Finally, I used HUT Ultra-gloss polish and applied that twice, buffing out the polish after each application.  This was the last step on the lathe.

Once I polished the blank and got it looking all shiny and amazing, I took the blank off the lathe and assembled the pen.  Assembling a Wall Street II pen is extremely simple!  That’s part of the reason I love these pens.  All you need to do is the following:

1. Line up the cap and clip where you want the clip to be on the blank.  When assembling a pen with a label-cast blank, typically the clip goes where the seam of the label is so the seam gets covered and the graphic can be prominently displayed.

2. Push the cap into the blank once lined up.

3. Put the spring onto the ink refill and put that ink cartridge into the nib of the pen.

4. Put the transmission of the pen over the ink and thread said transmission onto the nib.  At this point I twist the transmission to make sure everything is working as it should be.

5. Push the blank and nib together and you have a completed pen!

This pen was a super fun turn and a very special, personal blank.  I love how this pen turned out and I can’t thank John Pierce enough for the amazing blanks he sent me.  If you need something cast, I would definitely send John a message because he does a lot of amazing stuff!  Be sure to send John a DM on Instagram and let him know he does some amazing things and let him know what you need cast!

John Pierce on Instagram: jbob1178

Thanks for reading, and as always, if you have any questions or comments, feel free to contact me!

-Robert

Cross Cut Sled – Earning My Channel Name

This week I uploaded a video about how to make a cross cut sled.  I wanted to do this for a couple reasons.

1. I wanted to at least earn my Cross Cut Creations name.

2. (More importantly) I wanted to be able to safely make cross cuts on my table saw for when I’m cutting pieces to their final lengths.

3. I want to start segmenting pen blanks to make new and unique pens.

These three main reasons were my motivation behind making this cross cut sled.  I channeled my inner reclaimed audio podcast listening-ness and used left over plywood and 2x material from another project to make this sled.  As I said in the video, the sled is huge and if I were to do it again, I would make the sled smaller and overall, less beefy.  I like the way it came out, but now I need to figure out where to store the sled when it isn’t in use.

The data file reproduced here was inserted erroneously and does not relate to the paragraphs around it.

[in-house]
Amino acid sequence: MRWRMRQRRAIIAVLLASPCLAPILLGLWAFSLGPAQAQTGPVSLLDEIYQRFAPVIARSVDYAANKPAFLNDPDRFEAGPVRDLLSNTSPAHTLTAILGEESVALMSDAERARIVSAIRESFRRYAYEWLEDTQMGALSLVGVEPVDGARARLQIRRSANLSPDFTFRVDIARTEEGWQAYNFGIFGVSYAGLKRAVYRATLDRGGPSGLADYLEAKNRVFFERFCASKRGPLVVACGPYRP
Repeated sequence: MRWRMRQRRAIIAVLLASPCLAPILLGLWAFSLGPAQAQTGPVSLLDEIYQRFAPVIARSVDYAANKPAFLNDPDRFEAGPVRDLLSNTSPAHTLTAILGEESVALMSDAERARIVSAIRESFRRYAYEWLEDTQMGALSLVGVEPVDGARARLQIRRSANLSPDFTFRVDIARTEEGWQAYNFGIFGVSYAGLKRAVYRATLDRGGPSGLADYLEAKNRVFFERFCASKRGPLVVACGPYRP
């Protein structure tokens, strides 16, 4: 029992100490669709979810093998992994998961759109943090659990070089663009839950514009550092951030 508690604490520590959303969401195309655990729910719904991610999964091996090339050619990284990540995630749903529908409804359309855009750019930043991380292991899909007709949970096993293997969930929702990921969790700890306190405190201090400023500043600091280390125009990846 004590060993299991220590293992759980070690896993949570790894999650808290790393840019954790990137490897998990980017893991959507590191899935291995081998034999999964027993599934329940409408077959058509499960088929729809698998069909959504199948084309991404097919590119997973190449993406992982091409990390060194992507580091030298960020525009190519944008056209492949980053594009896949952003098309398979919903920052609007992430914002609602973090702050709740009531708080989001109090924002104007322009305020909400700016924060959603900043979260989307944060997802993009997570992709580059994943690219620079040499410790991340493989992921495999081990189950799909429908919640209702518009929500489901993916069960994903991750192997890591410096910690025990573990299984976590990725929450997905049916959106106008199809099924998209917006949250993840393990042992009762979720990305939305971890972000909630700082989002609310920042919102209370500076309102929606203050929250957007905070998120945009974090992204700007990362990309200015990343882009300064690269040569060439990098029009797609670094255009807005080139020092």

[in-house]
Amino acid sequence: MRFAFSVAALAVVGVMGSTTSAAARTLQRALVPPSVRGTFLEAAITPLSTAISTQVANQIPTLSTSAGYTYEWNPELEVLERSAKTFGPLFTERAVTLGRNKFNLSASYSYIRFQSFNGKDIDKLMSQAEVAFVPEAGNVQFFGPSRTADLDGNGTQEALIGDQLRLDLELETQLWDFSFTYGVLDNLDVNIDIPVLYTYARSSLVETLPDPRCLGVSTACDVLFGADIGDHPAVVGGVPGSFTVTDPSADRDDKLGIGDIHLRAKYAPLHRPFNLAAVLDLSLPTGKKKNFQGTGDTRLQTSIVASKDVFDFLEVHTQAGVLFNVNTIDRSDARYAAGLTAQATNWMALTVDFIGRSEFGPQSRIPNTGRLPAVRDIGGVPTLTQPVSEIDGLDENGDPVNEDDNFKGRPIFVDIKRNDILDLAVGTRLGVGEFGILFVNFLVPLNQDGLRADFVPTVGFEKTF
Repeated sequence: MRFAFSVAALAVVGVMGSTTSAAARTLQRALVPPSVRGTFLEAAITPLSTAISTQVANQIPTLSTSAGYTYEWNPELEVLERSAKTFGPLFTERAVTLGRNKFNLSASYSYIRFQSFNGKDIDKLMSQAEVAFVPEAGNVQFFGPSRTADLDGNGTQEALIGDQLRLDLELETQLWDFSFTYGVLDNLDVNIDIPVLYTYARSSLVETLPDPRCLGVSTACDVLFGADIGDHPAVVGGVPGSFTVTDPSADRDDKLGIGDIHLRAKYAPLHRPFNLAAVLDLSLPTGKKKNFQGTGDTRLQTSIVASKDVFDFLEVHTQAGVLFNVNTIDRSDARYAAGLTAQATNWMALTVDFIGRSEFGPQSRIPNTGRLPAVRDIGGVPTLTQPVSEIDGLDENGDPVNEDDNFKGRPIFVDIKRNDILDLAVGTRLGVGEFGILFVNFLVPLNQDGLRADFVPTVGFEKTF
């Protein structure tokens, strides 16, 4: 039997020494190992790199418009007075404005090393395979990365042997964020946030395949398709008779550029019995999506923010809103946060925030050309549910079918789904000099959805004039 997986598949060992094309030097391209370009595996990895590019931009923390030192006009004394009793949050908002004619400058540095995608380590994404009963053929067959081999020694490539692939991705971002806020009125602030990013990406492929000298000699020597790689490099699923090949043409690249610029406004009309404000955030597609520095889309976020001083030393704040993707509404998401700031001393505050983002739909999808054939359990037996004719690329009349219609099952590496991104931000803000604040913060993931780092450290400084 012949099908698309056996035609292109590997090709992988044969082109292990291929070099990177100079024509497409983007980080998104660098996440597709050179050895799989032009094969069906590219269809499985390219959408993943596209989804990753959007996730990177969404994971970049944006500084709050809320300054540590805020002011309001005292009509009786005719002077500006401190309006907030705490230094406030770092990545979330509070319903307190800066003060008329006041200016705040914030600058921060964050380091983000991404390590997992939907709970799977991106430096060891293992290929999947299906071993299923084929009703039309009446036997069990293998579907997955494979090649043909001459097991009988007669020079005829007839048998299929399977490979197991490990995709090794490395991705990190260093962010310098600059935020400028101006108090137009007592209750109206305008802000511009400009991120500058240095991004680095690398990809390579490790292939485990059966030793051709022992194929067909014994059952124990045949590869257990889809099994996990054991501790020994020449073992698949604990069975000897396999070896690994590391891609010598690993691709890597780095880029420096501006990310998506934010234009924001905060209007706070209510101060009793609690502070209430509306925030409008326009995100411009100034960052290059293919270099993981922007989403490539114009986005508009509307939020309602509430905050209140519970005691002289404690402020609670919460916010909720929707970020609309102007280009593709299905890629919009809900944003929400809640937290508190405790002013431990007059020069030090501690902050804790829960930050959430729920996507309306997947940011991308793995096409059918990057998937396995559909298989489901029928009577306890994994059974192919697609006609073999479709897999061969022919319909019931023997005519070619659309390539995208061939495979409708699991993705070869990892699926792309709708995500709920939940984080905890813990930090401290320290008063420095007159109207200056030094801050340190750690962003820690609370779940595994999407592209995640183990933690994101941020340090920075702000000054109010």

I started this build by cutting the rounded edges off the boards that would make up the front and back fences.  After that, i milled up some hardwood runners that were about 3/4″ wide that the sled would sit upon.  In order to line up the runners and table of the sled, I put stacks of pennies into the runners so the runners could be tested and attached to the table portion of the sled.  Throughout this build, I used two different kinds of glue to assemble the different parts of the sled.  I used Titebond II for a long lasting bond, but I also used some Stick Fast medium CA glue with activator for instant adhesion.  This seemed to work really well for me.

Once I put glue on the runners, I lined up the plywood with the fence of my table saw and put it on the runners as square as I could and then cleaned up and flushed up any protruding runner material.  Then, I made the first cut (Chris Cute!) into the sled to establish the kerf of the blade.  At this point, I backed the sled off the blade and attached the back fence to the plywood.  I also attached the fences with screws after predrilling the holes.  Getting this fence square to the blade isn’t super critical as I will not be referencing my materials against this fence.  The fence that was important to square up is the front fence and you can do that using the 5 cut method.  If you aren’t sure what the five cut method is, search on YouTube for “5 cut method” and a lot of incredibly talented people can explain it better than I can.  Essentially, it is a way to make sure your reference fence is as square as possible to the blade.  When making the front fence, I cut down the height of the fence so I could attach stop blocks and things like that if I needed to make repeatable cuts.  This will help immensely with efficiency in the shop.

To finish off this build, I added a scrap 2×4 to the front of the sled where the blade would be in theory, so I can keep my hands safe and away from the blade at all times.

If you have any questions, comments, or suggestions, feel free to contact me!

-Robert